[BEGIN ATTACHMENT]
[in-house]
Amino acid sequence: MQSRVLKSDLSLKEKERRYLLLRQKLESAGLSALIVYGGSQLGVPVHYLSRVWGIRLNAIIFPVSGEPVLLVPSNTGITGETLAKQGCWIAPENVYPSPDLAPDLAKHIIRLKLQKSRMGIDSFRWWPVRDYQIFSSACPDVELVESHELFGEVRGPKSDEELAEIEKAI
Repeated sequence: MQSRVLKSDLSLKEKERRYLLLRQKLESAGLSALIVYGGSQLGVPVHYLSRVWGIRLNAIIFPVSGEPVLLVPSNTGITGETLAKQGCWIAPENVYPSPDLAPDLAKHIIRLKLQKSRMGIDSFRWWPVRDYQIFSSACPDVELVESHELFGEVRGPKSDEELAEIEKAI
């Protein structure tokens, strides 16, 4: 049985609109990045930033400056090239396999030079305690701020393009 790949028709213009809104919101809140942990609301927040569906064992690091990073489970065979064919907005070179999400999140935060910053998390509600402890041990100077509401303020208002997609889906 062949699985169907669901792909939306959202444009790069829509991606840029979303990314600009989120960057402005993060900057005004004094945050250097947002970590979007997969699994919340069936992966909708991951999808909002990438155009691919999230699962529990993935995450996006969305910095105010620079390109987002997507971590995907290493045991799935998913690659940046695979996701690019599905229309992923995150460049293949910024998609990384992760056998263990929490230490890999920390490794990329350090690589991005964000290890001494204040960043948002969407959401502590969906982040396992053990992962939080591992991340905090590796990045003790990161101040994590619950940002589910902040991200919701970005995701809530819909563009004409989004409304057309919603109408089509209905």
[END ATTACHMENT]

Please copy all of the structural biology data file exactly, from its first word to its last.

[in-house]
Amino acid sequence: MQSRVLKSDLSLKEKERRYLLLRQKLESAGLSALIVYGGSQLGVPVHYLSRVWGIRLNAIIFPVSGEPVLLVPSNTGITGETLAKQGCWIAPENVYPSPDLAPDLAKHIIRLKLQKSRMGIDSFRWWPVRDYQIFSSACPDVELVESHELFGEVRGPKSDEELAEIEKAI
Repeated sequence: MQSRVLKSDLSLKEKERRYLLLRQKLESAGLSALIVYGGSQLGVPVHYLSRVWGIRLNAIIFPVSGEPVLLVPSNTGITGETLAKQGCWIAPENVYPSPDLAPDLAKHIIRLKLQKSRMGIDSFRWWPVRDYQIFSSACPDVELVESHELFGEVRGPKSDEELAEIEKAI
């Protein structure tokens, strides 16, 4: 049985609109990045930033400056090239396999030079305690701020393009 790949028709213009809104919101809140942990609301927040569906064992690091990073489970065979064919907005070179999400999140935060910053998390509600402890041990100077509401303020208002997609889906 062949699985169907669901792909939306959202444009790069829509991606840029979303990314600009989120960057402005993060900057005004004094945050250097947002970590979007997969699994919340069936992966909708991951999808909002990438155009691919999230699962529990993935995450996006969305910095105010620079390109987002997507971590995907290493045991799935998913690659940046695979996701690019599905229309992923995150460049293949910024998609990384992760056998263990929490230490890999920390490794990329350090690589991005964000290890001494204040960043948002969407959401502590969906982040396992053990992962939080591992991340905090590796990045003790990161101040994590619950940002589910902040991200919701970005995701809530819909563009004409989004409304057309919603109408089509209905």